- Regularly analyse management accounts and reports to identify any suspicious trends or deviations that can then be investigated or immediate action taken to disrupt potential irregularities.
- Regularly reconcile important financial records to ensure that gaps are identified quickly and explained immediately. This includes independent reconciliation of bank statements and reported income/expenditure.
- Conduct staff awareness programmes to sensitise employees about the harm caused by fraud and their role in combating it.
- Assess the adequacy and effectiveness of fraud response and investigation plans during a crisis such as the current one (are resources available and is information accessible?).
To reduce the impact of external factors of fraud, how can your organisation leverage from governmental, industrial and other public response plans that have been issued to mitigate the economic impact of Covid-19?
The pre-existing pressure to meet financial targets will intensify in times of crisis. Economic hardship and desperation may also drive business executives to be more creative in seeking opportunities to manipulate financial reports, with resultant impact on share prices, mergers & acquisitions and divestments.
The Kenyan government has made certain policy changes as part of its initiative to stabilise the economy during the crisis period. Organisations should seek, through industry and professional associations, to lobby government to further extend favourable changes to taxation and financial policies.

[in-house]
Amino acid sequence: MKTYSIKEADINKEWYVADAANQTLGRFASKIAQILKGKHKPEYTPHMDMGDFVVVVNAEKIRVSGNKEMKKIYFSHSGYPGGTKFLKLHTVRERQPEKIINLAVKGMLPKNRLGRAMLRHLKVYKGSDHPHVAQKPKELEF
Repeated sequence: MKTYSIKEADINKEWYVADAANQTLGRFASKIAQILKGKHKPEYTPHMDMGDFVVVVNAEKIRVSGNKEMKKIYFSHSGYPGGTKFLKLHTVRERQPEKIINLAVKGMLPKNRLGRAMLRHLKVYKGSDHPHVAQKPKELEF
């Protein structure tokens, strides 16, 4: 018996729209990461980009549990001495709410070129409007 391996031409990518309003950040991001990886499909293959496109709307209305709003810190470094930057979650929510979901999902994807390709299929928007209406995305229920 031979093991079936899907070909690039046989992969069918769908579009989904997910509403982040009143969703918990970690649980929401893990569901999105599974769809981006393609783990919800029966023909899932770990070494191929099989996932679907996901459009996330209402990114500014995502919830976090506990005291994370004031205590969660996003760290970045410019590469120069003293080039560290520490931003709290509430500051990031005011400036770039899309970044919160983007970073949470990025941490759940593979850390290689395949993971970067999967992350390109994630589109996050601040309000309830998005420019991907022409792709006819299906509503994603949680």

Organisations should consider negotiating with commercial banks to restructure existing loans and payment plans to manage cashflows and the risk of default. Additionally, they should adopt reasonable measures to cushion employees and other stakeholders from the expected negative economic outcomes. This may help to ease the pressure and incentive to commit fraud.
If you have detected an instance of potential economic crime within your organisation, what steps should you take to address the situation?
The approach to take when faced with a potential fraud will depend on the fraud response plan adopted by the organisation, the type of fraud, the authority level of the perpetrators in the organisation and the potential impact and spread of the fraud.
The first step should be to stop the ongoing fraud scheme to limit the extent of loss and damage. A preliminary assessment should be conducted to establish whether an investigation should be conducted and the approach to the investigation. The normal investigative procedures that might include face-to-face interviews or site visits may be hampered due to curfews, government restrictions on travel and unavailability of employees who are working remotely. Nonetheless, an organisation has to review its existing fraud and human resource policies to undertake the investigation given these circumstances. In the event that it is not possible to undertake an investigation given the circumstances, alternative ways of dealing with the suspected fraud within the confines of the law should be considered.
Initial steps that can be taken include:
- Disconnecting potentially fraudulent employees from the organisation's IT systems;
- Stopping payment to suppliers/employees suspected to be involved until a suitable time when an investigation can be undertaken;
- Suspending employees from work until investigations are complete; and
- Collecting and securely storing relevant potential evidence.
The Fraud Triangle
The fraud triangle defines how an individual is influenced, through opportunity, pressure and rationalisation, to engage in fraud and misconduct.